“Dude, Your Pants Are On Fire!”


Umar Farouk Abdulmutallab, aka the underwear bomber, entered the courtroom on the first day of his trial dressed in a grand boubou (I know that in english speaking Nigeria it’s simply called a gown, but I like the french better), looking at no one in particular.

It was expected that Abdulmutallab, who is acting as his own attorney, might deliver an opening statement to the jury, but the defense instead chose to reserve that option for later in the trial.


In the government’s opening Assistant U.S. Attorney Jonathan Tukel pointed to the defendant saying, “..this defendant. He had a mission… for al-Qaida. His sole reason for being on Flight 253 was to blow it up… ”

Abdulmutallab111011_TukelThe above sketch shows Abdulmutallab, seated left, with assisting counsel Anthony Chambers as prosecutor Jonathan Tukel addresses the jury.


After ninety minutes of guiding the jury through the events of Flight 253 on Christmas day, 2009 the government calls its first witness, passenger Michael Zantow.  Zantow testifies that about thirty seconds after hearing a loud pop that sounded like a firecracker a passenger yelled, “Man…dude, your pants are on fire!”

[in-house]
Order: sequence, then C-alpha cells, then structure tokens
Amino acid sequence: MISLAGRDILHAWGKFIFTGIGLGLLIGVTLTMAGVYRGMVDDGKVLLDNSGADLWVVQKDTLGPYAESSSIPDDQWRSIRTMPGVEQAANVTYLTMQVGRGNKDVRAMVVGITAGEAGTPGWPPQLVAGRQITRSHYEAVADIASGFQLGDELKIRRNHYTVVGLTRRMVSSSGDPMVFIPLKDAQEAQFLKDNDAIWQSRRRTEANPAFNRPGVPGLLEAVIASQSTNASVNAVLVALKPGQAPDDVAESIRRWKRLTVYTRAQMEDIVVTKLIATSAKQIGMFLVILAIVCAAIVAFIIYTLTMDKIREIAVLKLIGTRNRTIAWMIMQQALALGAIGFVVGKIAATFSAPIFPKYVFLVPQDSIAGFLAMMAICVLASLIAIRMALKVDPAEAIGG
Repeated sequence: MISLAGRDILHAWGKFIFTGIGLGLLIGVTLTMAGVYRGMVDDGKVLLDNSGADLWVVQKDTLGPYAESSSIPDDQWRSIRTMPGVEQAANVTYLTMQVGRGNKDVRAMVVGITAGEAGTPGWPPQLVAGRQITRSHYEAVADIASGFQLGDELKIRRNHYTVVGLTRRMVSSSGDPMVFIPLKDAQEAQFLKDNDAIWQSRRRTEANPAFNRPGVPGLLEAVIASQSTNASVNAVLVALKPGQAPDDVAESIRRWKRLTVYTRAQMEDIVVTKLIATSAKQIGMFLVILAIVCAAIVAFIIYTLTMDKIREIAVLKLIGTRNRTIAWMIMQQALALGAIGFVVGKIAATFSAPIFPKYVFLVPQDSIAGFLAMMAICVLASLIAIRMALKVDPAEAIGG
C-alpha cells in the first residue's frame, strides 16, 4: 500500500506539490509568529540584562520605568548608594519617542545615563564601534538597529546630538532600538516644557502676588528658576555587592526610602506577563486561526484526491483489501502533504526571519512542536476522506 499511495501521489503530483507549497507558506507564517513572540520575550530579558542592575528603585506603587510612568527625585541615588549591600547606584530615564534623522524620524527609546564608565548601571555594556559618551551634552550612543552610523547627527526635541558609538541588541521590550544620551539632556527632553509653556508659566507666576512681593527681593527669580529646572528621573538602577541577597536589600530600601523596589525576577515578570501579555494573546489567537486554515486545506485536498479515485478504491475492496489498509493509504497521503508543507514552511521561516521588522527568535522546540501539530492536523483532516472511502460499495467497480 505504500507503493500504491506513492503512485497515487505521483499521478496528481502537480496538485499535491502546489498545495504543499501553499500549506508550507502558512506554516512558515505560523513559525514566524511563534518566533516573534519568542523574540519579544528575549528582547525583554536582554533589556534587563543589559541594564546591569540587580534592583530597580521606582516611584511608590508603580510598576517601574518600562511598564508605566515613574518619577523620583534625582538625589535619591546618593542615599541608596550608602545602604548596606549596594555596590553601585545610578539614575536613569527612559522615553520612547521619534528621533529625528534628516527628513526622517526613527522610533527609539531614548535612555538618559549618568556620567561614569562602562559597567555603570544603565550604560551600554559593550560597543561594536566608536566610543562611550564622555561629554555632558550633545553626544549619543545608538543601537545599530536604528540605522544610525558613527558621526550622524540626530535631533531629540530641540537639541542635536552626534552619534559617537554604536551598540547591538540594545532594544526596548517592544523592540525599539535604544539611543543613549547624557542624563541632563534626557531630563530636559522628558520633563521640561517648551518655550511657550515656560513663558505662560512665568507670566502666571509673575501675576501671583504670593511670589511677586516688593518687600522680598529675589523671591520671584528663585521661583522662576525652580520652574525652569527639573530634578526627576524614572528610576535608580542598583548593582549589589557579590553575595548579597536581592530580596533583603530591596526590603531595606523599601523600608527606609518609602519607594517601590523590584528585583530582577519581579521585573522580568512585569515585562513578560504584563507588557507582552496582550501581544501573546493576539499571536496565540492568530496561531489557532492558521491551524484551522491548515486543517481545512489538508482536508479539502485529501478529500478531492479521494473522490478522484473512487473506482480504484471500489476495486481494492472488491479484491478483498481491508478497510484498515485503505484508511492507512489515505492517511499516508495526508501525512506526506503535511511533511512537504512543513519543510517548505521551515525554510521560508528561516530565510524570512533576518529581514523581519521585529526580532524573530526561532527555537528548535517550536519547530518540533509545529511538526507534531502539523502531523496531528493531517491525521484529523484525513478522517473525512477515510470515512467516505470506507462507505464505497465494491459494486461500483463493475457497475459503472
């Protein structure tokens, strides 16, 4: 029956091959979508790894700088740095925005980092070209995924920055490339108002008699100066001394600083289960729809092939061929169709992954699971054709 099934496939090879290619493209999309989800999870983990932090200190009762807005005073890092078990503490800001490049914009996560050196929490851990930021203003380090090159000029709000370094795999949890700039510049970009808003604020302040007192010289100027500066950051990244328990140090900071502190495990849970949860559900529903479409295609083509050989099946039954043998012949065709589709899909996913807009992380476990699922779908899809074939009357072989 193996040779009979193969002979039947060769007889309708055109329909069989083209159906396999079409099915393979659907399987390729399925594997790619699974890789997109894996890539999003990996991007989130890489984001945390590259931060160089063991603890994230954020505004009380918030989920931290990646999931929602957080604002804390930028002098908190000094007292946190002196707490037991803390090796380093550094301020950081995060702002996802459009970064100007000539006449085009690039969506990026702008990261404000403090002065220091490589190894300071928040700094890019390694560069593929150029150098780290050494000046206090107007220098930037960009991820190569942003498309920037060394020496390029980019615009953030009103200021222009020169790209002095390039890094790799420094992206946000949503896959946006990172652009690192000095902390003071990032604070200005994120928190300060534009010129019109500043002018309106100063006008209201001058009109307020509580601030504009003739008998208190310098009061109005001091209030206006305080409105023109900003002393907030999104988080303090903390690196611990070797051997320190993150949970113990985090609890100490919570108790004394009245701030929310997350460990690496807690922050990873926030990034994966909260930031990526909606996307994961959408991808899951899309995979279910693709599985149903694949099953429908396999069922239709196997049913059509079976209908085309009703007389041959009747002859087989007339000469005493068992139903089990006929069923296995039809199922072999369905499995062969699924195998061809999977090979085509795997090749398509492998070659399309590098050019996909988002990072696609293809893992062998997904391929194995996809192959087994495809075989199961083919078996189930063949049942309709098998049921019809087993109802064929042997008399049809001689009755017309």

The next day, in a suprise move Abdulmutallab pled guilty to all charges. Unfortunately it caught us off guard and we missed it, but you can read about it here.


Art Lien

Courtartist is me, Art Lien. I've been sketching the courts since 1976, and for most of that time the U.S. Supreme Court has been my regular beat. I've been working almost exclusively for NBC News since 1980. Courtroom sketching is a form of visual journalism or reportage drawing that is slowly dying out. Where once upon a time news organization each had their own artist covering a story, today a "pool" artist often sketches for all. It is a demanding and stressful discipline where the drawing is often done directly and under tight deadline.

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